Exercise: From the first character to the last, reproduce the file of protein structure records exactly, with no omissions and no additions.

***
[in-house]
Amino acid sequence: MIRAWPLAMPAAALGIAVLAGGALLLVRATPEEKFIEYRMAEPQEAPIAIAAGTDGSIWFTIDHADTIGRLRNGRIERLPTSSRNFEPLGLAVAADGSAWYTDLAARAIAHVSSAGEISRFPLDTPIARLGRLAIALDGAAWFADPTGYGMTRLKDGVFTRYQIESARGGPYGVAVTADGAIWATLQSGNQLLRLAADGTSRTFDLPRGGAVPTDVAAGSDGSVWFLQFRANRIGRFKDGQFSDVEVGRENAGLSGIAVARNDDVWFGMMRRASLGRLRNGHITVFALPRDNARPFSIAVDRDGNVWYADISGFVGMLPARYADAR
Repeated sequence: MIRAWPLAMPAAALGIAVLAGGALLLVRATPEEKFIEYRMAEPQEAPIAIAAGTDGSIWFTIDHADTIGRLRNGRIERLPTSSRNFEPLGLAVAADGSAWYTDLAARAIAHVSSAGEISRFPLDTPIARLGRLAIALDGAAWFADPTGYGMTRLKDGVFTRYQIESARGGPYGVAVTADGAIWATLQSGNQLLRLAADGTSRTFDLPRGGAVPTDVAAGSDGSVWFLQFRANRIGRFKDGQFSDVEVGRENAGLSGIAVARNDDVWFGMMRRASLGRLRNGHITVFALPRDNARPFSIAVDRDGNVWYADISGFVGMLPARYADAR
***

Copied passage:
[in-house]
Amino acid sequence: MIRAWPLAMPAAALGIAVLAGGALLLVRATPEEKFIEYRMAEPQEAPIAIAAGTDGSIWFTIDHADTIGRLRNGRIERLPTSSRNFEPLGLAVAADGSAWYTDLAARAIAHVSSAGEISRFPLDTPIARLGRLAIALDGAAWFADPTGYGMTRLKDGVFTRYQIESARGGPYGVAVTADGAIWATLQSGNQLLRLAADGTSRTFDLPRGGAVPTDVAAGSDGSVWFLQFRANRIGRFKDGQFSDVEVGRENAGLSGIAVARNDDVWFGMMRRASLGRLRNGHITVFALPRDNARPFSIAVDRDGNVWYADISGFVGMLPARYADAR
Repeated sequence: MIRAWPLAMPAAALGIAVLAGGALLLVRATPEEKFIEYRMAEPQEAPIAIAAGTDGSIWFTIDHADTIGRLRNGRIERLPTSSRNFEPLGLAVAADGSAWYTDLAARAIAHVSSAGEISRFPLDTPIARLGRLAIALDGAAWFADPTGYGMTRLKDGVFTRYQIESARGGPYGVAVTADGAIWATLQSGNQLLRLAADGTSRTFDLPRGGAVPTDVAAGSDGSVWFLQFRANRIGRFKDGQFSDVEVGRENAGLSGIAVARNDDVWFGMMRRASLGRLRNGHITVFALPRDNARPFSIAVDRDGNVWYADISGFVGMLPARYADAR